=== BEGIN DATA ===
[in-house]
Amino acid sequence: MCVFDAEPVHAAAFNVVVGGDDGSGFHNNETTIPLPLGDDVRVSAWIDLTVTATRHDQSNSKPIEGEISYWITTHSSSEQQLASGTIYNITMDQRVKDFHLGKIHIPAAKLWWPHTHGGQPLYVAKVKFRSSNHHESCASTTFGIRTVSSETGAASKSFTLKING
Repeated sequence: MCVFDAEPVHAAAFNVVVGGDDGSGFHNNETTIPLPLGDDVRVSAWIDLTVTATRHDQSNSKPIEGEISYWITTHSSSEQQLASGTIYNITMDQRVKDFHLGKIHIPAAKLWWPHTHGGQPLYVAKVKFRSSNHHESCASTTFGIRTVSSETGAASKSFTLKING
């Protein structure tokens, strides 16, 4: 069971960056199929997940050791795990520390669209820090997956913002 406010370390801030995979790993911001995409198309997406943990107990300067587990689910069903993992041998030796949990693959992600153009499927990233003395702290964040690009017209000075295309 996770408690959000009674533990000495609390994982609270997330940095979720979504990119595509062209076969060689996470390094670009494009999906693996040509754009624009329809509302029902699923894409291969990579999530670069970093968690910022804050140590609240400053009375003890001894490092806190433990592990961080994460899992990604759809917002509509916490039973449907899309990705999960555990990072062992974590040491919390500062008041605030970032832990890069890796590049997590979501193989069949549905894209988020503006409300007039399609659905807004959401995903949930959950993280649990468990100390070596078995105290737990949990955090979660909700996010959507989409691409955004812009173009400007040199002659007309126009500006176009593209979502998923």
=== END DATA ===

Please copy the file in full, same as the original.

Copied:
[in-house]
Amino acid sequence: MCVFDAEPVHAAAFNVVVGGDDGSGFHNNETTIPLPLGDDVRVSAWIDLTVTATRHDQSNSKPIEGEISYWITTHSSSEQQLASGTIYNITMDQRVKDFHLGKIHIPAAKLWWPHTHGGQPLYVAKVKFRSSNHHESCASTTFGIRTVSSETGAASKSFTLKING
Repeated sequence: MCVFDAEPVHAAAFNVVVGGDDGSGFHNNETTIPLPLGDDVRVSAWIDLTVTATRHDQSNSKPIEGEISYWITTHSSSEQQLASGTIYNITMDQRVKDFHLGKIHIPAAKLWWPHTHGGQPLYVAKVKFRSSNHHESCASTTFGIRTVSSETGAASKSFTLKING
């Protein structure tokens, strides 16, 4: 069971960056199929997940050791795990520390669209820090997956913002 406010370390801030995979790993911001995409198309997406943990107990300067587990689910069903993992041998030796949990693959992600153009499927990233003395702290964040690009017209000075295309 996770408690959000009674533990000495609390994982609270997330940095979720979504990119595509062209076969060689996470390094670009494009999906693996040509754009624009329809509302029902699923894409291969990579999530670069970093968690910022804050140590609240400053009375003890001894490092806190433990592990961080994460899992990604759809917002509509916490039973449907899309990705999960555990990072062992974590040491919390500062008041605030970032832990890069890796590049997590979501193989069949549905894209988020503006409300007039399609659905807004959401995903949930959950993280649990468990100390070596078995105290737990949990955090979660909700996010959507989409691409955004812009173009400007040199002659007309126009500006176009593209979502998923």